Thanakrit Porntanasawat (left) is one of Siam Legal's senior corporate lawyers. He enjoys the broad diversity of his work, in which he manages legal aspects of the business world ranging from setting up companies, drafting company by-laws and resolutions, and applying for Foreign Business Licenses and Treaty of Amity.
Thanakrit's career as in-house corporate lawyer started after obtaining his Bachelor of Law from Chulalongkorn University. In 2009, Thanakrit received his Masters of Law from Ramkhamhaeng University. He has practiced for more than 5 years in the area of Corporate Law.
Corporate law requires him to consult and meet with different clients, both local and foreign, all the while managing the actual legal work of corporate law.
Pat Kesonsukhon (below) is one of Siam Legal's associates. She completed her Legal Practice course, which covers a broad range of practices, in the University of Tasmania in Hobart, Australia. Subsequently, she was duly admitted to Supreme Court of Tasmania as a qualified Australian legal practitioner.
Being an associate, Pat acts as an intermediary between two cultures that speak different languages.
"Working with people from two different cultures can be very rewarding. I am able to assist Thai attorneys in understanding Western legal concepts that they encounter more and more frequently in their everyday work. In the same way, I am also able to communicate Thai legal concepts to foreign lawyers and clients in a way that is easier for them to grasp since I can make comparisons and references to their legal system and cultural background."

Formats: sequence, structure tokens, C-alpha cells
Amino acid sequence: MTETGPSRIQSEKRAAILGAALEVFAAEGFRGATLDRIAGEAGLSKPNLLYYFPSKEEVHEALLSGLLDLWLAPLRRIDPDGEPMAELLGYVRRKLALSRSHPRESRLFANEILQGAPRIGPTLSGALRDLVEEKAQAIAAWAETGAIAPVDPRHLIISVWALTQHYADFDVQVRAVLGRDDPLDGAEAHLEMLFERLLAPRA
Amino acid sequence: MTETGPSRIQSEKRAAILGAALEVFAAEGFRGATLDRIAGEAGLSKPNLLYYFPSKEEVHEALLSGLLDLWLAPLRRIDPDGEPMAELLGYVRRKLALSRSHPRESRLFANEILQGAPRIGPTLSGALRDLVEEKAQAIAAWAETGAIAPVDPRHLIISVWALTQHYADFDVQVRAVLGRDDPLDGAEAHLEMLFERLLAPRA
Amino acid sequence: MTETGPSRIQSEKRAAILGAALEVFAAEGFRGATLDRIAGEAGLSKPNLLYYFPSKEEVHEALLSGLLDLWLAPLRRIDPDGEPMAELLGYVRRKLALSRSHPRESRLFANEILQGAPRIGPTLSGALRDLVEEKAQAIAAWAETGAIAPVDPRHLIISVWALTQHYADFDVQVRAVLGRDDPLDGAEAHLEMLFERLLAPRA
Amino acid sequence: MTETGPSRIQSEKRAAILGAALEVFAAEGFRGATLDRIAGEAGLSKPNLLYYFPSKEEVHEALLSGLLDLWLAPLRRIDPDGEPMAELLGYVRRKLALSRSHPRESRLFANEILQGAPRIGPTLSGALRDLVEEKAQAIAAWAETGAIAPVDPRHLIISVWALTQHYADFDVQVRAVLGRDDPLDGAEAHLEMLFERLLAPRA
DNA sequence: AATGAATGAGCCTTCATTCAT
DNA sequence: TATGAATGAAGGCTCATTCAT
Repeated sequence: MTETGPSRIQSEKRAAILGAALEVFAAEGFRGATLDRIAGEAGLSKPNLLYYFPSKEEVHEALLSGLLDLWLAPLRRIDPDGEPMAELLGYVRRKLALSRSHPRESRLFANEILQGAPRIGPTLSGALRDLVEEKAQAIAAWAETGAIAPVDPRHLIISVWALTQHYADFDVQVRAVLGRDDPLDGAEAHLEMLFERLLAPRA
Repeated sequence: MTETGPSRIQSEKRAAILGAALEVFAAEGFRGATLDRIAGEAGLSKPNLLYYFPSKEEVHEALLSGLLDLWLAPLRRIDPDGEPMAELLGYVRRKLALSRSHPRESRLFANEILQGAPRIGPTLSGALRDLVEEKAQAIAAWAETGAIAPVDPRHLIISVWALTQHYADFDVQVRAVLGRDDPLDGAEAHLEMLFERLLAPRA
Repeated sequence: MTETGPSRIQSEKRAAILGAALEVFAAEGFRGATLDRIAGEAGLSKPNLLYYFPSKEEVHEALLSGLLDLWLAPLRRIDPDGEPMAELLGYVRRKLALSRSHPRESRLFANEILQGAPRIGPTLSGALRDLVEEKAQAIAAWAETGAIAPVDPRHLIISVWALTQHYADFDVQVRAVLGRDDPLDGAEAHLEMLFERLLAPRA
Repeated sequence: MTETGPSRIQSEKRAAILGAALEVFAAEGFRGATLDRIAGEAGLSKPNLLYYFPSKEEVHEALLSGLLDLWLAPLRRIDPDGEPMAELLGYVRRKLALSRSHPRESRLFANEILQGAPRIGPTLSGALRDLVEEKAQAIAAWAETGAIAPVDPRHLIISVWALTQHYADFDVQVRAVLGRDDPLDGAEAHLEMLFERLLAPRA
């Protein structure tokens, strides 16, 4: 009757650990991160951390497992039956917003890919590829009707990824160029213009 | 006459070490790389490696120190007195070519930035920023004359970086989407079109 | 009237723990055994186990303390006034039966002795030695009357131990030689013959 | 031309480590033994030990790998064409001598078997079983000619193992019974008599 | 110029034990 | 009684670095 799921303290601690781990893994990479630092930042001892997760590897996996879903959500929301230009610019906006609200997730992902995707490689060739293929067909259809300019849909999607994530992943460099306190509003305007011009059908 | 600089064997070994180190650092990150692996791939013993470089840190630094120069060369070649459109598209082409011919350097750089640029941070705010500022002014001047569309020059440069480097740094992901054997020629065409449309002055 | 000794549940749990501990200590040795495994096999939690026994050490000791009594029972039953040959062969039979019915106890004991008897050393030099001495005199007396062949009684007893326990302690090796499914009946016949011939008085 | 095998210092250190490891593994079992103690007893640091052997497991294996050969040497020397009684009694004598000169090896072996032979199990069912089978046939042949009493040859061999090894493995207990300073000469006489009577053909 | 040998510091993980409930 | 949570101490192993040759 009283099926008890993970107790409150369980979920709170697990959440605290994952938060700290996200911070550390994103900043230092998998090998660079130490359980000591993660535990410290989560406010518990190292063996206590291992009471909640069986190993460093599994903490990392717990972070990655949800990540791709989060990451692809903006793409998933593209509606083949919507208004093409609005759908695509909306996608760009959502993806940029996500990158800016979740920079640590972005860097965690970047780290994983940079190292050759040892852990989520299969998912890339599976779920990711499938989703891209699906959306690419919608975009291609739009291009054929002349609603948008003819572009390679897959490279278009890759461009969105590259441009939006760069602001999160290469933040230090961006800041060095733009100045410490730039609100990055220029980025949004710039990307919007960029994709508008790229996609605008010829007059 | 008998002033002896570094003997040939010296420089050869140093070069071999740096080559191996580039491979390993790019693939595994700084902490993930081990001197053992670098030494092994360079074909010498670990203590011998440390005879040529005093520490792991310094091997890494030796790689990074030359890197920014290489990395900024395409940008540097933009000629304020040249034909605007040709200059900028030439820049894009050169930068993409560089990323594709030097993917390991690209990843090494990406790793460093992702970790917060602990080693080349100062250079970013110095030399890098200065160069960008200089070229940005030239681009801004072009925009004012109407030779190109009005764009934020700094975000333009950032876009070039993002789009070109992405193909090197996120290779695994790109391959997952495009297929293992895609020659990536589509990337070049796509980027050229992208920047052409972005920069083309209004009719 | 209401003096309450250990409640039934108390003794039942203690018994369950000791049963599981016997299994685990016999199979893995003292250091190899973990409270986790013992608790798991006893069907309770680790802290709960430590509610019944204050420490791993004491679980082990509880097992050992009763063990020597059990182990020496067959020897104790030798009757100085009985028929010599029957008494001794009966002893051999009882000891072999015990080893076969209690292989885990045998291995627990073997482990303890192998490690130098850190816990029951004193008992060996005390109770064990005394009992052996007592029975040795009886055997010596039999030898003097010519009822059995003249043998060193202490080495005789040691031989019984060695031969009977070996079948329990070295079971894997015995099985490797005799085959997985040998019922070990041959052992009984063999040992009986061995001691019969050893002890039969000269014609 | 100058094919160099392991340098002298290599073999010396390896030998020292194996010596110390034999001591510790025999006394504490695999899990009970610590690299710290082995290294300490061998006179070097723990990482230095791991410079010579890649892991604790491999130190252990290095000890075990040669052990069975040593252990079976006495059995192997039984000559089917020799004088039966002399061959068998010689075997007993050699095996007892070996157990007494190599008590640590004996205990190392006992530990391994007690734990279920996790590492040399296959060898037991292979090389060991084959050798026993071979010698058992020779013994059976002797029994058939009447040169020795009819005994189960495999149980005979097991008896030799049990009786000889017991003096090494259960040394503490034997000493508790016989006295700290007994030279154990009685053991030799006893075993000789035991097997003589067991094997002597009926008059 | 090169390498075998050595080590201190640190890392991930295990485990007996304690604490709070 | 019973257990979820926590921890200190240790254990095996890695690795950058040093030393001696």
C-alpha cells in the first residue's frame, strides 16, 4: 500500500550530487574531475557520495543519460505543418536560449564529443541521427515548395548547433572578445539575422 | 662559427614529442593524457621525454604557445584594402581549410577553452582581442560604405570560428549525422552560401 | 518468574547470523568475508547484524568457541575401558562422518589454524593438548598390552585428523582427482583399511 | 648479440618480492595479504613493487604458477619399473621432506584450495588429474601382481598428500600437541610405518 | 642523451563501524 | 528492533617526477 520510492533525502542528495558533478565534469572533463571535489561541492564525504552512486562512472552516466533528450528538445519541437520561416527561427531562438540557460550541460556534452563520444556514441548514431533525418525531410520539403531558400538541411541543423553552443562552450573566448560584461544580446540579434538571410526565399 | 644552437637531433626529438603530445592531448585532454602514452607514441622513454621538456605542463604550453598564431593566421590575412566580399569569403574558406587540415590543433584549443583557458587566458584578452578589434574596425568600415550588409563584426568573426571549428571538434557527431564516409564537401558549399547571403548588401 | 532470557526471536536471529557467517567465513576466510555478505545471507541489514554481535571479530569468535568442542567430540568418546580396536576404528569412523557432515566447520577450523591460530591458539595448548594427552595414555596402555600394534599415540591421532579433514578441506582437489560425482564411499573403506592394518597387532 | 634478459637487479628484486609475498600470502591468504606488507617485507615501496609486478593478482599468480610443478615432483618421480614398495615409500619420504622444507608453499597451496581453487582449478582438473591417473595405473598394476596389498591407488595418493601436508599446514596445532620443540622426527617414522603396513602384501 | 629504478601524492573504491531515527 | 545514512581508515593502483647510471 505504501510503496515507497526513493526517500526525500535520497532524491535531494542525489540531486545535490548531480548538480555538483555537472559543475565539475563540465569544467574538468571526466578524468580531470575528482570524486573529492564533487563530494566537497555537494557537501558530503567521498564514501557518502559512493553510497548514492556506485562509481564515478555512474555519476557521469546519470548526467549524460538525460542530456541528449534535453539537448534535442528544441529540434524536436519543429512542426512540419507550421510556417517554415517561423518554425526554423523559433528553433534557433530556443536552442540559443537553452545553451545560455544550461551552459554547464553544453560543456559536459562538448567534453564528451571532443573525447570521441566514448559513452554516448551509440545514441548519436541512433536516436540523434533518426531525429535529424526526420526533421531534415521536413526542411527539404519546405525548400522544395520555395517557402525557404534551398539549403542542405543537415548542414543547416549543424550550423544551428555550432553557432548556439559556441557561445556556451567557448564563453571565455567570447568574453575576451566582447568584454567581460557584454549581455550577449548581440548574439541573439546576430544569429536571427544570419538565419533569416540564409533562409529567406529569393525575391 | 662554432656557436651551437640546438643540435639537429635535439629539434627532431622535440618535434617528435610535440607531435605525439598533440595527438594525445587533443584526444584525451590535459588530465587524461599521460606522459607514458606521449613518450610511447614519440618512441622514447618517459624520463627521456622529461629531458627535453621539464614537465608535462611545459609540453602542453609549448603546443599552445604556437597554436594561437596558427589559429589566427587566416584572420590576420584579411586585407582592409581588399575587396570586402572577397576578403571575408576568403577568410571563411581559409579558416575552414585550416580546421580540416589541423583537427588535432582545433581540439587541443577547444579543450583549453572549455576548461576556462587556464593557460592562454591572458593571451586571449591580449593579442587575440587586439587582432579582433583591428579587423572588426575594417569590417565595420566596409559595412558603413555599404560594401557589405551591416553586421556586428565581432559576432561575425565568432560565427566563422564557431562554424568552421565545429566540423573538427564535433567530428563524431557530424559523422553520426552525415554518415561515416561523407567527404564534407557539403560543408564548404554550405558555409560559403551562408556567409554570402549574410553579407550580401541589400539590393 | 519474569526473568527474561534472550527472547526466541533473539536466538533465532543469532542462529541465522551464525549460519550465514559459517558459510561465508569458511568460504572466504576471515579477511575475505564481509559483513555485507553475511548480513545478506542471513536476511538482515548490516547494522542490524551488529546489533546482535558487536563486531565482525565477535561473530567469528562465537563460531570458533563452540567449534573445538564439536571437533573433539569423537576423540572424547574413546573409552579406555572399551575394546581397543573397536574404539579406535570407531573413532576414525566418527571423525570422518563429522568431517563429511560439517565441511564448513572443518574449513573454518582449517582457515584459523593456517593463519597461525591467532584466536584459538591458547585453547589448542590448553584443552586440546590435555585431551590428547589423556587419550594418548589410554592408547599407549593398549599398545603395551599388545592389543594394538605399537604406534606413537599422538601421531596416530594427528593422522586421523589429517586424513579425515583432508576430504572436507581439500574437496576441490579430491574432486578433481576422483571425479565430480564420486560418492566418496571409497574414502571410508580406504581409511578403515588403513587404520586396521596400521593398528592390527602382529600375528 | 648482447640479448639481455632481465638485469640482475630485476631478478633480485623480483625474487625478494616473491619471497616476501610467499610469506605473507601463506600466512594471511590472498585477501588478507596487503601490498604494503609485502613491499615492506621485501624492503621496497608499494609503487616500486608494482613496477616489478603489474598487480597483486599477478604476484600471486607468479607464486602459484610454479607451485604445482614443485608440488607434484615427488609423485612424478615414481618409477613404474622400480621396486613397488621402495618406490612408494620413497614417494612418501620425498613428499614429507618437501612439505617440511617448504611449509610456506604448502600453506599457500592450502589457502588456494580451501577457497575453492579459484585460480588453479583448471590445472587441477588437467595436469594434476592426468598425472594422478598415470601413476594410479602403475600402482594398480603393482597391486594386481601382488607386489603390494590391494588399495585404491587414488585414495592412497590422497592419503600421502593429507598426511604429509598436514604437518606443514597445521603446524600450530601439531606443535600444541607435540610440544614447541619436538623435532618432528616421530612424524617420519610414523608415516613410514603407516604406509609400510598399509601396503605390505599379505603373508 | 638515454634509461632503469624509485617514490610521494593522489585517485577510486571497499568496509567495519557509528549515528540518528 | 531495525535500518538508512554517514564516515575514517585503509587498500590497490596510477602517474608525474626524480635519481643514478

Below, we raised some questions for Ms. Pat Kesonsukhon to help us gain a good grasp of what setting up a company in Thailand is about and she addresses them accordingly.
What is the most popular and easiest business structure to set up?
The most popular Thai legal entity would be the Thai Limited Company, or a Private Thai Limited Company, to be exact. Thailand has a lot of foreign investment restrictions. The Private Thai Limited Company is flexible because it allows for 51% Thai ownership, while still allowing the foreign investors to manage and control the company. According to Section 1096 of the Thai Civil and Commercial Code, a limited company requires minimum of 3 shareholders (promoters) and shares are privately owned. The personal liability of the shareholders are limited to the amount unpaid on their shares. As mentioned, the Thai limited company also allows separation between the owners and management.
If 51% of the company is foreign-owned- it would be restricted by Foreign Business Act and would require 3 million baht capitalization (authorized capital requirement) for each restricted business activity. And in order to sponsor one Work Permit for a foreign employee - it requires at least 2 million baht capitalization to be fully paid-up.
What are the deciding factors when choosing a business structure?